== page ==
Pulitzer Prize-winning playwright Horton Foote told compassionate and realistic stories about ordinary Americans coping with difficult situations and inevitable change. Sometimes called America's Chekhov, Foote built many of his stories around characters living in small Texas towns much like his childhood home. Foote's Dividing the Estate, recently produced by Le Petit Theatre du Vieux Carre and directed by Maxwell Williams, involves a Southern landowning family facing dwindling returns and ruinous taxation. Their great-great-grandfather, who served in the Union Army, purchased land cheaply after the Civil War to cultivate cotton. Now, two quarreling siblings want to dissolve the 100-year-old estate and get their "deserved" inheritance as quickly as possible.
Strong, willful characters, engaging dialogue and contemporary issues make Dividing the Estate an enduring classic.
Stella Gordon (Brenda Currin), the family's 85-year-old matriarch, feels an emotional attachment to her history. Despite her grown children's insistence, she swears she won't sell the homestead. Stella survived the Depression and believes there must be a way to make the household self-sufficient again without resorting to drilling for oil.
Son (Curtis Billings) dropped out of college to manage the farm but lately has had to borrow from the bank to pay property taxes. Stella, her daughter Lucille (Mary Pauley) and Son scrimp to make ends meet while son Lewis (Carl Palmer) draws funds against his future inheritance, mostly to pay off gambling debts. He obnoxiously complains of being treated like a child, having to ask for an advance on his allowance, while behaving like a spoiled juvenile. When his sister Mary Jo (Wendy Miklovic) arrives from Houston with big hair, gaudy clothes and a brash attitude, a clash of cultures is imminent.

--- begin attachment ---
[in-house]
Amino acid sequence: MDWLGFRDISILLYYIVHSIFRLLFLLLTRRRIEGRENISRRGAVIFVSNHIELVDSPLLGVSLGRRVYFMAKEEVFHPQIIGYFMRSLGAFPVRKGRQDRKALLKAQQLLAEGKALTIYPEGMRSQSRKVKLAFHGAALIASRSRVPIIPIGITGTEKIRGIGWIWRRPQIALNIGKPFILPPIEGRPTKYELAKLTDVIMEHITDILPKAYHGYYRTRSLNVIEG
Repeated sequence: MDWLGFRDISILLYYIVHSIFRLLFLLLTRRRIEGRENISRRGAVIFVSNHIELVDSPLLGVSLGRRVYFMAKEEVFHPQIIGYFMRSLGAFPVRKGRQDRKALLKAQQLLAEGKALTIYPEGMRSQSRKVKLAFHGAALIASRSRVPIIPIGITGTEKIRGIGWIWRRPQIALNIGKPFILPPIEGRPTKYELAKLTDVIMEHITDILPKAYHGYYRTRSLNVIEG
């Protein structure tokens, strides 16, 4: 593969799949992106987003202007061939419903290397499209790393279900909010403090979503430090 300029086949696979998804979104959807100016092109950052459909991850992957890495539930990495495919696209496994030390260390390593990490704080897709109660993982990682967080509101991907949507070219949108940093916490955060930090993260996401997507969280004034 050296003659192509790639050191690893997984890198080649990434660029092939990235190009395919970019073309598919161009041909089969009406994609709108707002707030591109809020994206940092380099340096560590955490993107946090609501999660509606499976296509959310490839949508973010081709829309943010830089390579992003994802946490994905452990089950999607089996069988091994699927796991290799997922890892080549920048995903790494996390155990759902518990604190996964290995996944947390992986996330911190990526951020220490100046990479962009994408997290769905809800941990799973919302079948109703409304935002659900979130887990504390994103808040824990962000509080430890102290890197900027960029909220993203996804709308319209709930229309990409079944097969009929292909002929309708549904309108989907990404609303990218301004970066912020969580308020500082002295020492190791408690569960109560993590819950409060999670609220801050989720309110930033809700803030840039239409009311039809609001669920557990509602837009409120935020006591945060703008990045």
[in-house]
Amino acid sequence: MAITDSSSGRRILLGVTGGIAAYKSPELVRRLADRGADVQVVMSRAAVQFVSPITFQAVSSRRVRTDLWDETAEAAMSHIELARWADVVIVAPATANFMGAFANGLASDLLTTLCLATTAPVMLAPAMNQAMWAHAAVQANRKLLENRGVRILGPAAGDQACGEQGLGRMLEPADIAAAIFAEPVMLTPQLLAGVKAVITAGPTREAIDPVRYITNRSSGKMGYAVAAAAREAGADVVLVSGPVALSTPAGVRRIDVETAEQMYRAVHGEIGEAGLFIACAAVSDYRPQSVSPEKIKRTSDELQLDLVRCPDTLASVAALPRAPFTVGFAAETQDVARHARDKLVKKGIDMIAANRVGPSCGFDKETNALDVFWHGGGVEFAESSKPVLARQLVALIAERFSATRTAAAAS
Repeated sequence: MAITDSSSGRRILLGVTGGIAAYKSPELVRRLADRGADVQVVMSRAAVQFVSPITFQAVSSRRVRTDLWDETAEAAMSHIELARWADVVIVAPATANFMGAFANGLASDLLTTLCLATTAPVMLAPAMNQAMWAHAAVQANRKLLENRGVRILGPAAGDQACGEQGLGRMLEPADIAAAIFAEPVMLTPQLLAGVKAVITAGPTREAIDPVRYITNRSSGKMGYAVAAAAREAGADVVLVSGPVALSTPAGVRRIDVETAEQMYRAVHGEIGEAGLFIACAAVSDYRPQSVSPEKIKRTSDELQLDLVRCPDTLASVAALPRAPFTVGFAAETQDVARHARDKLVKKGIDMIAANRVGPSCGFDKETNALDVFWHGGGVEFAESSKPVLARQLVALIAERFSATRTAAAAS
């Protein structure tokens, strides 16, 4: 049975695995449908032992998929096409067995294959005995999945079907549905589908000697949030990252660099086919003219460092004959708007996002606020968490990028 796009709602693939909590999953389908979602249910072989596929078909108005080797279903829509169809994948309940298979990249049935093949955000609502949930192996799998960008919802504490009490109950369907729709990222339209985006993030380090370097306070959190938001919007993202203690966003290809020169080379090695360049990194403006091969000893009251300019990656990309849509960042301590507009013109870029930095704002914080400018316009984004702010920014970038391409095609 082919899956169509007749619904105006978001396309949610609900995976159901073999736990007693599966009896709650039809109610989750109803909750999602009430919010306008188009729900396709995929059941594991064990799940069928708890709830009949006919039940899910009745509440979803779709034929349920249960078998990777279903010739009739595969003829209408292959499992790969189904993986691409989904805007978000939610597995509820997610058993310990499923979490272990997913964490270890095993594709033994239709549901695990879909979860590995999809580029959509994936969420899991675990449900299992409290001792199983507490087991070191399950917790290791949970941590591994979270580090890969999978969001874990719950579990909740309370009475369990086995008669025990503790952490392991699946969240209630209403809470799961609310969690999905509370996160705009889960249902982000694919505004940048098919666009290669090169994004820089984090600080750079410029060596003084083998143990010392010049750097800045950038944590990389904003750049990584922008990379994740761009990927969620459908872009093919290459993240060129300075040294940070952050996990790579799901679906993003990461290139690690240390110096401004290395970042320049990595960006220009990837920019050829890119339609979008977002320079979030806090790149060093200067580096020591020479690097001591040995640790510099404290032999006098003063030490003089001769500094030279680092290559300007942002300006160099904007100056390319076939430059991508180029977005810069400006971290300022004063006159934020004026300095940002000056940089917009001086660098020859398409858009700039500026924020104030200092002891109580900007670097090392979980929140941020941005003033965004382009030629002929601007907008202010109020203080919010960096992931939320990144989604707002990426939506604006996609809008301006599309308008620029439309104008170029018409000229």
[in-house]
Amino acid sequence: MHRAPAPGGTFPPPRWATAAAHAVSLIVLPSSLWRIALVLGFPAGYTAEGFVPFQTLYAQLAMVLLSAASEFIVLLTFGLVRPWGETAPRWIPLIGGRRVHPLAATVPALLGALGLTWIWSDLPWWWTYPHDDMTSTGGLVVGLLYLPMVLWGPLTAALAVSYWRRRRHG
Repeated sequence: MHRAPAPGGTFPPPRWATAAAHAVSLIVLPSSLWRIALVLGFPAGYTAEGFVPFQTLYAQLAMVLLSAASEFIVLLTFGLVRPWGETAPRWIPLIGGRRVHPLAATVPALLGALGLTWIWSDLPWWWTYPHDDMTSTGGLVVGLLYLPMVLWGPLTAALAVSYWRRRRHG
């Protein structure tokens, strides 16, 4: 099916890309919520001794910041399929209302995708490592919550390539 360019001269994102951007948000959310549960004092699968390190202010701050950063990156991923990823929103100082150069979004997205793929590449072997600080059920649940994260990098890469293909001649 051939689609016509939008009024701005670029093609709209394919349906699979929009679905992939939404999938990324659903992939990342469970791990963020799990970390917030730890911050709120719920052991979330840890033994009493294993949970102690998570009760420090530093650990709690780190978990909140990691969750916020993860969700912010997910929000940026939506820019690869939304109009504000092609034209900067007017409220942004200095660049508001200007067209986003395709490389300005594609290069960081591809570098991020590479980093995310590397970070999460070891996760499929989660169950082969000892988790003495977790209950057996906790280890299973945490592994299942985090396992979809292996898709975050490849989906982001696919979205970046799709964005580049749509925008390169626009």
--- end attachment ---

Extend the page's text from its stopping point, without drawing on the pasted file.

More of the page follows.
The luscious set, featuring traditional furnishings, pastoral paintings and a view of the prized, sunlit landscape, is perfect for the family drama. Scenic designer Jeff Cowie created the original set for off-Broadway and Broadway productions of Dividing the Estate and won awards for The Trip to Bountiful and The Orphans' Home Cycle, plays Foote wrote about the South.
Dividing the Estate's sadness and sentimentality are balanced by the comic relief provided by faithful household servants Doug (Harold X. Evans) and Mildred (Carol Sutton), who have endured family members' self-centeredness for decades. Their resigned, head-shaking reactions to old rivalries ease the tension and add to the story's humanity. There is little doubt the beloved staff has been the glue that keeps the family together. Doug, 92, who came to the estate as a 5-year-old, is now unable to serve because of his trembling hands, yet he too is making a list of wants, including a lavish headstone and chorus of "Nearer, My God, to Thee."
Symbolizing the future, Son's fiancee Pauline (Elizabeth Bartley) is a steadying influence, and contributes a much-needed pragmatic outlook. When Mama dies and no fortune is found, they must bond together and find solace in family.